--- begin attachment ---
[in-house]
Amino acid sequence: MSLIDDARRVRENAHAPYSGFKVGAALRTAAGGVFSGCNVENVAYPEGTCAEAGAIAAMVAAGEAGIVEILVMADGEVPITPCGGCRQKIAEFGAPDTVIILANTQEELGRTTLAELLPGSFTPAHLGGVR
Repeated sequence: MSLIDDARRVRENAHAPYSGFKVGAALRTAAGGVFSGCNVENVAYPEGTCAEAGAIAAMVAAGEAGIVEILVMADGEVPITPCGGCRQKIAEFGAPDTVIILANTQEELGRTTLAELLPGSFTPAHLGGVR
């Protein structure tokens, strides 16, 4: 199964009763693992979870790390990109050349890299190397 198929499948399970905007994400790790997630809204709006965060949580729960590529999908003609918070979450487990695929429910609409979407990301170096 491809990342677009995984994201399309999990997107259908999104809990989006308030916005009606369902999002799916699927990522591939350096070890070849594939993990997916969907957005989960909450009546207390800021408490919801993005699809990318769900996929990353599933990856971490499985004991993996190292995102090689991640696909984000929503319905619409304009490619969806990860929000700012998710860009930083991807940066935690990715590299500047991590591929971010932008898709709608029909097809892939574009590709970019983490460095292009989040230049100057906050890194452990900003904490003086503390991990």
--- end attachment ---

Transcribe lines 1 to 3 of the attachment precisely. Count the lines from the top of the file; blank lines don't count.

[in-house]
Amino acid sequence: MSLIDDARRVRENAHAPYSGFKVGAALRTAAGGVFSGCNVENVAYPEGTCAEAGAIAAMVAAGEAGIVEILVMADGEVPITPCGGCRQKIAEFGAPDTVIILANTQEELGRTTLAELLPGSFTPAHLGGVR
Repeated sequence: MSLIDDARRVRENAHAPYSGFKVGAALRTAAGGVFSGCNVENVAYPEGTCAEAGAIAAMVAAGEAGIVEILVMADGEVPITPCGGCRQKIAEFGAPDTVIILANTQEELGRTTLAELLPGSFTPAHLGGVR